Why Is My Car Insurance So Expensive in 2024?

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If your car insurance is too expensive, a number of reasons could explain your high rates.

Common causes for expensive insurance rates include your age, driving record, credit history, coverage options, what car you drive and where you live.

Anything that insurance companies can link to an increased chance that you will be in an accident and file a claim could result in higher car insurance rates.

Factors that affect car insurance rates

Six main factors can contribute to expensive car insurance rates:


Your insurance company and coverage

If you're buying car insurance from an expensive company, you could pay much more than you need to.

The average cost of full-coverage insurance is $164 per month for a good driver.

However, that same driver could pay $124 per month with State Farm for full coverage. On the other hand, full coverage from Farmers costs around $258 per month. So switching from Farmers to State Farm could cut your car insurance bill in half.

Most expensive full coverage car insurance rates by company

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The only way to help ensure you're paying the best price is to shop around and get quotes from multiple insurance companies.

Full-coverage car insurance rates by company

Monthly rate
State Farm logo
State Farm
American Family logo
American Family
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Geico logo
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*USAA is only available to military members, veterans and their families.

Your car insurance coverage

The more car insurance you buy, the more you can expect to pay.

A full-coverage policy costs two and a half times more than one with minimum liability coverage only.

That's because full coverage typically includes comprehensive and collision insurance. These coverages pay to repair or replace your car if it is damaged.

Higher liability limits or a low deductible can also raise your monthly payments. So can popular add-ons, like roadside assistance or rental car reimbursement. That's because if you get in an accident, the insurance company could possibly have to pay more.

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How to save: You can save money by canceling extra coverage you don't need. For example, you may not need rental car reimbursement if you have more than one car in your household and can share a vehicle while yours is in the shop.

Keep in mind that you may have to have comprehensive and collision coverage if you have a loan or lease on your car. And if you're in an accident, you'll have to pay for any damage over your insurance limits.


Your age and gender

Younger drivers pay much more for car insurance than older drivers.

Full-coverage car insurance for an 18-year-old costs about three times as much as the same coverage for a 30-year-old. The main reason for these high rates is that young drivers have less experience behind the wheel and tend to be less careful. That makes them more likely to get into car accidents that result in expensive claims for insurance companies.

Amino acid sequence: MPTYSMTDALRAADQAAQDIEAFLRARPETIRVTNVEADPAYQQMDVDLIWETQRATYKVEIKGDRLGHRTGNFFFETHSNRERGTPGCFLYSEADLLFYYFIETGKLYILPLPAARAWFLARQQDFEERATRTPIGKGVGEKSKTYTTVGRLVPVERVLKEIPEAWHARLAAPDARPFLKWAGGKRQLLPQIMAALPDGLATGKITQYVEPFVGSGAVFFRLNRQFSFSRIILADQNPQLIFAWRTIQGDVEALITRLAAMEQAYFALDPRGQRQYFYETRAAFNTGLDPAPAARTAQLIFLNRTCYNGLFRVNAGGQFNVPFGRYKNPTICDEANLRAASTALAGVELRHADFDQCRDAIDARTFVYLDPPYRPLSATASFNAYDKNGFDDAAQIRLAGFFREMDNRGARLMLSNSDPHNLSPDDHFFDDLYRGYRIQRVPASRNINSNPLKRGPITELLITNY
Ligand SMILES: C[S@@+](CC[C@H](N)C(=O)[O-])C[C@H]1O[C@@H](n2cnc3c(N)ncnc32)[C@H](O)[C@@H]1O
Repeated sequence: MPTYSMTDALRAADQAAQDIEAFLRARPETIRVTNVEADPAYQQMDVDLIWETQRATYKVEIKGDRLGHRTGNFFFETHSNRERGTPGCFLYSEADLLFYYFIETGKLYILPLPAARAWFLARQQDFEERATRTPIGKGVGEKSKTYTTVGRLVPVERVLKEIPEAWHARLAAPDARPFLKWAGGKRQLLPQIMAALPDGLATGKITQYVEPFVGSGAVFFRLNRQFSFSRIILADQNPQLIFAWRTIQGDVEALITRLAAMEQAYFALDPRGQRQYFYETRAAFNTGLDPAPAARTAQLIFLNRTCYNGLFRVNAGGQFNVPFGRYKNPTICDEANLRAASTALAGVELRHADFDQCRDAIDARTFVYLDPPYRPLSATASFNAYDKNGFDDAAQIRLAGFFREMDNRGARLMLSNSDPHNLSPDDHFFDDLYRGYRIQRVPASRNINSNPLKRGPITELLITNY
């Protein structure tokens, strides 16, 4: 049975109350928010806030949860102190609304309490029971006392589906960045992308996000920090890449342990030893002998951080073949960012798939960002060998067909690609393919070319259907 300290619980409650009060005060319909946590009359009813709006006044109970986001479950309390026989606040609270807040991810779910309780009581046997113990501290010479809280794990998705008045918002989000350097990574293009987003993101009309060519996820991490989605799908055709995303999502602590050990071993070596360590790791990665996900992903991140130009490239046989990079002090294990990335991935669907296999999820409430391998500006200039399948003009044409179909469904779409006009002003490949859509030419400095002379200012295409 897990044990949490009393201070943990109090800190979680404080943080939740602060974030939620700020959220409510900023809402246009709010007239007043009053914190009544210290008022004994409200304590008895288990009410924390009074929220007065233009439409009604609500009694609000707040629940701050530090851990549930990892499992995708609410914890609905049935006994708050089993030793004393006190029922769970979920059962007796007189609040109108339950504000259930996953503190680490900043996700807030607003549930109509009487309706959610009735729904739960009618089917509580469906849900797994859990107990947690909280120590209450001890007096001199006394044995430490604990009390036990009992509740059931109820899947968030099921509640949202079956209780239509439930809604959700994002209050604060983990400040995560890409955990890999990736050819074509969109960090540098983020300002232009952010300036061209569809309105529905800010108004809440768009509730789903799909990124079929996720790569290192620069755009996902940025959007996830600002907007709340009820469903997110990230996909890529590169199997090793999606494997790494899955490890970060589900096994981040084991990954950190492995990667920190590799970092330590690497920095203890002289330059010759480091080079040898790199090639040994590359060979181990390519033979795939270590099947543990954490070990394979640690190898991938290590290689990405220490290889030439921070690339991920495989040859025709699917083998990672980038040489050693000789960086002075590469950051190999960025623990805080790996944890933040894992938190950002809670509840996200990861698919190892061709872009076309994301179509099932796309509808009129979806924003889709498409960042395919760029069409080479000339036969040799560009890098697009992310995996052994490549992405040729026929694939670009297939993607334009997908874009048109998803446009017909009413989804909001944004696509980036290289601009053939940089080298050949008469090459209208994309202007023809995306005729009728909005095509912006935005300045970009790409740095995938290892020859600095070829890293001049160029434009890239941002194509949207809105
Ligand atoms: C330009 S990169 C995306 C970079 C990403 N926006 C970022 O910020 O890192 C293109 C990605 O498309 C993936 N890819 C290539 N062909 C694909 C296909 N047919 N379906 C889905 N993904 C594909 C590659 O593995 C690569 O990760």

Young men typically have the most expensive car insurance rates. At age 20, men pay about 12% more for full-coverage insurance than women of the same age. However, the difference evens out as drivers get older.

In some states, companies are not allowed to consider gender when setting car insurance rates.

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How to save: The best way for young drivers to get cheap car insurance is to share a policy with an older family member. Doing so can reduce your overall insurance bill by 62%.

If you aren't able to share a policy with a family member, State Farm typically has the cheapest rates among national companies for teens with their own car insurance policy.

Younger drivers can also qualify for good student discounts or take training courses to bring rates down even more.


Where you live

Your car insurance could be expensive if you live in certain states, cities or ZIP codes.

Drivers in the most expensive state for car insurance, Michigan, can expect to pay four times more for full coverage than people who live in Maine, the cheapest state for car insurance.

Most expensive states for car insurance

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Many factors impact insurance rates in a state, including the number of uninsured drivers, how safe roads are and the number of severe weather events.

The cost of insurance can vary within a state, or even within a city. If you live in an area with high car theft rates or narrow roads that lead to many accidents, you may pay more than you would elsewhere.

For example, there's a price difference of $49 per month between the cheapest and most expensive ZIP codes for car insurance in San Francisco.

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How to save: Although car insurance is just more expensive in some areas, you may still be able to find cheaper rates by comparing quotes from multiple companies.

It's important to remember that there may be more affordable options in your area than the cheapest company nationally.